“Picture the scene: high limestone cliffs on the right, reaching up into the azure sky and more limestone cliffs plunging down to the jade blue Mediterranean on the left. I’ve just driven through Episkopi and I’m enjoying the view when suddenly, something catches my eye. A huge bird launches itself from the cliff-top onto the thermals. Wow! Breath-taking! I’ve never seen a bird with such an impressive wingspan, ever before. So, I have to find out what this amazing creature is. It’s a Griffon Vulture”.
For British author Judy Brulo it was only a matter of time before a love affair with vultures began. Living not too far from Episkopi Cliffs in Cyprus back in the early 90s, Judy was lucky enough to often see Griffon Vultures swirling in the thermals. Fascinated by these resplendent creatures during her years in Cyprus, Judy began writing adventure stories for her son, combining the rich history of the island with the magnificence of Griffon Vultures. Fast forward to today, and she has written three children's books with a Griffon Vulture as the protagonist.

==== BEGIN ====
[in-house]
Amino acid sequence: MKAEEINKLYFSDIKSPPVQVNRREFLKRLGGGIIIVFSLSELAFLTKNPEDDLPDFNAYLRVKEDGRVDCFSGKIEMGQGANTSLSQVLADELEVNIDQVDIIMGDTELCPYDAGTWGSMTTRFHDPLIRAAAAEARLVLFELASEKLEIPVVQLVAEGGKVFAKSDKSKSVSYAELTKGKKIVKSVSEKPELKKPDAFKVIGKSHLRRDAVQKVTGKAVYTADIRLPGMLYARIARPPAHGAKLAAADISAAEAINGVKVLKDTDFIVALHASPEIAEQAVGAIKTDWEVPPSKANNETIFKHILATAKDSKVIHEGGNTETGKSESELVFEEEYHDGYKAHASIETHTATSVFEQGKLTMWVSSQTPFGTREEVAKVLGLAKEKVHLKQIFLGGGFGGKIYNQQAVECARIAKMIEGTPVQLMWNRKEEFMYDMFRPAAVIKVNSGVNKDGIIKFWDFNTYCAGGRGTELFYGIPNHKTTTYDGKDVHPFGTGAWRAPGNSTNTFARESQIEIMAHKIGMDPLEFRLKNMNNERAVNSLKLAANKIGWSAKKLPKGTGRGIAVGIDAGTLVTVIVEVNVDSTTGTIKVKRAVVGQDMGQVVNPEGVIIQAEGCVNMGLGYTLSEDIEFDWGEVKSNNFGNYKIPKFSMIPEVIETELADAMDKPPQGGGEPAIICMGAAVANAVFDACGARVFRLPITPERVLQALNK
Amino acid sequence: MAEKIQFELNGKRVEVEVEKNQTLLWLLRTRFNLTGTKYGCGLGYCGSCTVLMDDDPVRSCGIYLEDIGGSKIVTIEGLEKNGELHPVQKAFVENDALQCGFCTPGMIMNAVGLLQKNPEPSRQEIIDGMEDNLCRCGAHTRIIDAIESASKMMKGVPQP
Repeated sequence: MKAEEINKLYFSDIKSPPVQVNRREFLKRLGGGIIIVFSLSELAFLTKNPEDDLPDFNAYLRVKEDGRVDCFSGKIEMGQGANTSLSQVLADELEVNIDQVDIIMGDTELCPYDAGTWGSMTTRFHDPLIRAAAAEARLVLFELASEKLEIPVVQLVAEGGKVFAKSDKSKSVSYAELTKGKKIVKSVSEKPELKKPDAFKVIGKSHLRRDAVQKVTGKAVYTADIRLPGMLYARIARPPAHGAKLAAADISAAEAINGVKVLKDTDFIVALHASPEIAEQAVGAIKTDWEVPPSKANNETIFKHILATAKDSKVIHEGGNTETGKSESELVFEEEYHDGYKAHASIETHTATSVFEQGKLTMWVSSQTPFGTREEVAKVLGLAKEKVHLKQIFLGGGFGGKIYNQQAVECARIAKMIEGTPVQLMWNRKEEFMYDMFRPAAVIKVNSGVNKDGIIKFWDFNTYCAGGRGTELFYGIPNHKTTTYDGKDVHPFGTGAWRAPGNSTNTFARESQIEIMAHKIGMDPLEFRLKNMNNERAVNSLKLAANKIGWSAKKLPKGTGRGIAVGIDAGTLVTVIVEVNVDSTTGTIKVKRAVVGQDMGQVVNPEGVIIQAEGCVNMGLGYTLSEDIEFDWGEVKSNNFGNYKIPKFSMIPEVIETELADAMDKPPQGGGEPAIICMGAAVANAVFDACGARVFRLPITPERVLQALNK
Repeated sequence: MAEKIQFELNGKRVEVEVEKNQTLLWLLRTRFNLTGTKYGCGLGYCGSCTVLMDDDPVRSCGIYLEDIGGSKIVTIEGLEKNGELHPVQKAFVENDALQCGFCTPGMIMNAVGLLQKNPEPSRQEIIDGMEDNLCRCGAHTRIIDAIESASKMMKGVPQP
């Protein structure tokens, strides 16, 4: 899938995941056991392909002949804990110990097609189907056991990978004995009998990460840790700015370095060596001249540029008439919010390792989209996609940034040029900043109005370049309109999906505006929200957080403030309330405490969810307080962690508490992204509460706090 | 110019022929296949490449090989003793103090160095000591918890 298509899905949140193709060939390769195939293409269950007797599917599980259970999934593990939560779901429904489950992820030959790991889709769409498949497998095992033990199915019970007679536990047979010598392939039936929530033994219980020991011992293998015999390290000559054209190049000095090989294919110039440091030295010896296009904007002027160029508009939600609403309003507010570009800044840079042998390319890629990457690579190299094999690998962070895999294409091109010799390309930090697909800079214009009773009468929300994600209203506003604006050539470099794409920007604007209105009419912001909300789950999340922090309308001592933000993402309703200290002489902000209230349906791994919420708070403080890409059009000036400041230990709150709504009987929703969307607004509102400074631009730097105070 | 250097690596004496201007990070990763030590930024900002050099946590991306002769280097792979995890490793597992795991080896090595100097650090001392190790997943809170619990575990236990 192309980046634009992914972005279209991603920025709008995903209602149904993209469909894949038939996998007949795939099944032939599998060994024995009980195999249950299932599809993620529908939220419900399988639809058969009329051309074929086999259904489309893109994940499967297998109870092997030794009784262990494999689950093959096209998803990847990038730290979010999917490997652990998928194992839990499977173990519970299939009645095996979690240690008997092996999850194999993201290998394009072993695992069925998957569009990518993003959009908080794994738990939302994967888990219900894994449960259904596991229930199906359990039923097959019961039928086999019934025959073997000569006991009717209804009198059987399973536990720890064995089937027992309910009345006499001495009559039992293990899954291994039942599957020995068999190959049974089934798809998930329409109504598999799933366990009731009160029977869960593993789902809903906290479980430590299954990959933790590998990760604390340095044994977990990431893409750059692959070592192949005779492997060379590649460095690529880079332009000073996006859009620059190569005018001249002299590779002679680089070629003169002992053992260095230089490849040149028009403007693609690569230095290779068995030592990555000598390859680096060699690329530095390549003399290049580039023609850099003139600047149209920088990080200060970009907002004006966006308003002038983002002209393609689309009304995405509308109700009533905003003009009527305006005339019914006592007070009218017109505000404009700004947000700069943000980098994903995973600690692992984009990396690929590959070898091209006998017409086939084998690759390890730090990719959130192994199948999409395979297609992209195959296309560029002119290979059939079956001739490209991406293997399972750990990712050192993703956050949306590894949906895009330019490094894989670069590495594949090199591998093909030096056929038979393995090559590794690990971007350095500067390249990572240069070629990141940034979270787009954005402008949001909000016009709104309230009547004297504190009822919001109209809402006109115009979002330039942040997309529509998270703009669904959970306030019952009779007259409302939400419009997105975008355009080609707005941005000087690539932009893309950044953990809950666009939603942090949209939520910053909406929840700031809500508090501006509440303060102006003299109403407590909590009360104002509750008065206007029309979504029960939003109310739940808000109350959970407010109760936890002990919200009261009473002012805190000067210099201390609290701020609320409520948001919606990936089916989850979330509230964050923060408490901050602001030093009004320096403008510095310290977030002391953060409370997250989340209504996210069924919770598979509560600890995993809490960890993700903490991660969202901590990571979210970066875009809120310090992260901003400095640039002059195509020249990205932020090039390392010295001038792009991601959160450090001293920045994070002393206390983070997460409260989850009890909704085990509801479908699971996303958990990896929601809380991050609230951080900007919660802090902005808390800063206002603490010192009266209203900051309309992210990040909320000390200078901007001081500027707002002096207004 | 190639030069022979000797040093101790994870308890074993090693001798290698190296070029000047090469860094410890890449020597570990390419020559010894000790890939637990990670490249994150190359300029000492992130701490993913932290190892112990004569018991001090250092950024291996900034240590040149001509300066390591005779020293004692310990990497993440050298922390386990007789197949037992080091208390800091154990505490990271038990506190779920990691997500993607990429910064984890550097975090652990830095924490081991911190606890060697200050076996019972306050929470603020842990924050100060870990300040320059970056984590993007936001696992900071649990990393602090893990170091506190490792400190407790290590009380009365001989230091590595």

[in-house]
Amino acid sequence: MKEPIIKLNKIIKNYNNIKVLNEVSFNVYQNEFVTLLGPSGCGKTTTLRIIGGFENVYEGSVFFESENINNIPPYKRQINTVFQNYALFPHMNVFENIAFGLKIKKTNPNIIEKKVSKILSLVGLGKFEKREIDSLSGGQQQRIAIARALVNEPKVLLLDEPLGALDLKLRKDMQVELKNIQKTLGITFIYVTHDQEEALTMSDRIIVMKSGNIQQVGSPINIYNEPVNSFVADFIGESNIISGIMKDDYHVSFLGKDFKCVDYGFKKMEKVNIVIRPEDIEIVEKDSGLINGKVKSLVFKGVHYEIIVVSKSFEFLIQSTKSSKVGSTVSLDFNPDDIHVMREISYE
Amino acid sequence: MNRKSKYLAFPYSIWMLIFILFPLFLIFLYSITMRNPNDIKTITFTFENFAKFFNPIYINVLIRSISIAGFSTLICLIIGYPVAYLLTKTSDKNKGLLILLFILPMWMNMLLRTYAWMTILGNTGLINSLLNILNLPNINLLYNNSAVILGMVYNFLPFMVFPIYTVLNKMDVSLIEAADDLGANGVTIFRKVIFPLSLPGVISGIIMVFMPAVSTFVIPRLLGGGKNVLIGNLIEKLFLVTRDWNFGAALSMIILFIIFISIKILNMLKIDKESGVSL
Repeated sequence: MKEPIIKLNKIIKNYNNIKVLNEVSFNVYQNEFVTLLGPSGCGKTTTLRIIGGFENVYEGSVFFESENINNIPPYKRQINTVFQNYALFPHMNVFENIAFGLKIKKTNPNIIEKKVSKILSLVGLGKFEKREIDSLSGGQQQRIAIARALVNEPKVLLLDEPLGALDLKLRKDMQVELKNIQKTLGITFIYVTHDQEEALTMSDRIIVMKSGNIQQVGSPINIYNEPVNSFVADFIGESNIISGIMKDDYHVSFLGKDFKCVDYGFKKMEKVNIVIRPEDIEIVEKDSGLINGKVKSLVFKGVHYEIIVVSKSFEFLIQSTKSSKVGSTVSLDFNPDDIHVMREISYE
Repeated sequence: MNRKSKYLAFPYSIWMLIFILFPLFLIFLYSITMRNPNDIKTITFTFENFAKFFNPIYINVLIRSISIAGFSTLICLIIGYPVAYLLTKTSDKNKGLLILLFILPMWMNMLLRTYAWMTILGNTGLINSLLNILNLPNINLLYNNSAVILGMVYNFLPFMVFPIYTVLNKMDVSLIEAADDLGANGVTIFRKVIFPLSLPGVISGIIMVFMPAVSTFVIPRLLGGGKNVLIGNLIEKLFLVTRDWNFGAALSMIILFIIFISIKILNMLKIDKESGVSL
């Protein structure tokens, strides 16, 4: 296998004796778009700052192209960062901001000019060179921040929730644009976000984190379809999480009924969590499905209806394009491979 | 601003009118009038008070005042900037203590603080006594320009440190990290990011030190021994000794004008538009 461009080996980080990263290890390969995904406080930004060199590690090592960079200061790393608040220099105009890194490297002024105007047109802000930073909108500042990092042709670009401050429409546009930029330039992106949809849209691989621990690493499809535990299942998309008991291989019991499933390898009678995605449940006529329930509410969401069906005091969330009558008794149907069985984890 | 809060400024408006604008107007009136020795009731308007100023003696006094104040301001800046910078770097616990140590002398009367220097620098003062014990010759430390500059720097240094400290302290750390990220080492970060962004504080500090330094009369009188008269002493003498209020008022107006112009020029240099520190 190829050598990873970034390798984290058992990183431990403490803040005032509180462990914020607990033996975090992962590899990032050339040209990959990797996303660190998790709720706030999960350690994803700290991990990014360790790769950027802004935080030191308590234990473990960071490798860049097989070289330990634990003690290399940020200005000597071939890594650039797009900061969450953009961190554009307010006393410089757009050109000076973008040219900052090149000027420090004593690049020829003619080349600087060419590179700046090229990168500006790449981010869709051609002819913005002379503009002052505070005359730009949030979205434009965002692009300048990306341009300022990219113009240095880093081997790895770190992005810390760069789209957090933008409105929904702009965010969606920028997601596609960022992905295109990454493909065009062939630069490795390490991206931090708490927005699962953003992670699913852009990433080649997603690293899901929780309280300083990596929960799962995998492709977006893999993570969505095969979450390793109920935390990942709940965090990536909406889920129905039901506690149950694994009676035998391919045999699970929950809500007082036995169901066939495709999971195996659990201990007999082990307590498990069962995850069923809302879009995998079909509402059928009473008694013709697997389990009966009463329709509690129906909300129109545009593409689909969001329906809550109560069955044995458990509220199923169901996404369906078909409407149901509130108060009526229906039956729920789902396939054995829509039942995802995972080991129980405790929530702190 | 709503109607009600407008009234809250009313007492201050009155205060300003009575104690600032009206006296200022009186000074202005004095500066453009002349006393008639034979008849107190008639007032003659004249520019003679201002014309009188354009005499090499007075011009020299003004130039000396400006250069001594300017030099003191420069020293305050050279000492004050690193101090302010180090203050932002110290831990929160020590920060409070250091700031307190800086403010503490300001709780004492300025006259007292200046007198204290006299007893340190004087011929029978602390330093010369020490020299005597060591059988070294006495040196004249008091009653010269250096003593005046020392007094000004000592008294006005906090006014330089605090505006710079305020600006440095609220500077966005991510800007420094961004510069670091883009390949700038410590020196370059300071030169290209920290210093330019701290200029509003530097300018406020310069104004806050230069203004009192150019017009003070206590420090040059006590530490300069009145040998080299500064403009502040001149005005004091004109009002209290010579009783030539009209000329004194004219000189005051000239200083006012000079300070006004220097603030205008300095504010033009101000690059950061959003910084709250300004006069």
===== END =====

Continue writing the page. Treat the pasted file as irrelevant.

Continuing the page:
Vulture Island Trilogy
As a result, Judy has published two children’s books titled ‘Revenge of the Servants of the Gods’ and the award-winning ‘The Mystery of the Never-ending Universe’ with one more currently in the editing stage coming to complete the trilogy: Swords in the Sky – The Ultimate Sacrifice. Merging history with mythology, reality with fantasy, Judy has crafted engaging stories that follow the adventures of Luke, a 10-year-old boy and his friend Griff, the super-normal Griffon Vulture, on the Mediterranean island of Ýpas Nisí, or Vulture Island. Together, the two friends venture into thrilling adventures, where friendship and bravery prevail over shortcomings and dangers. The latest book, which will be made available in the coming months, was inspired by the recent European Vulture Conference organized by the Vulture Conservation Foundation (VCF) last October and deals with the need for balancing green energy with the environment, or as in this case, the effects that a badly-placed wind farm could have on big birds of prey, such as vultures.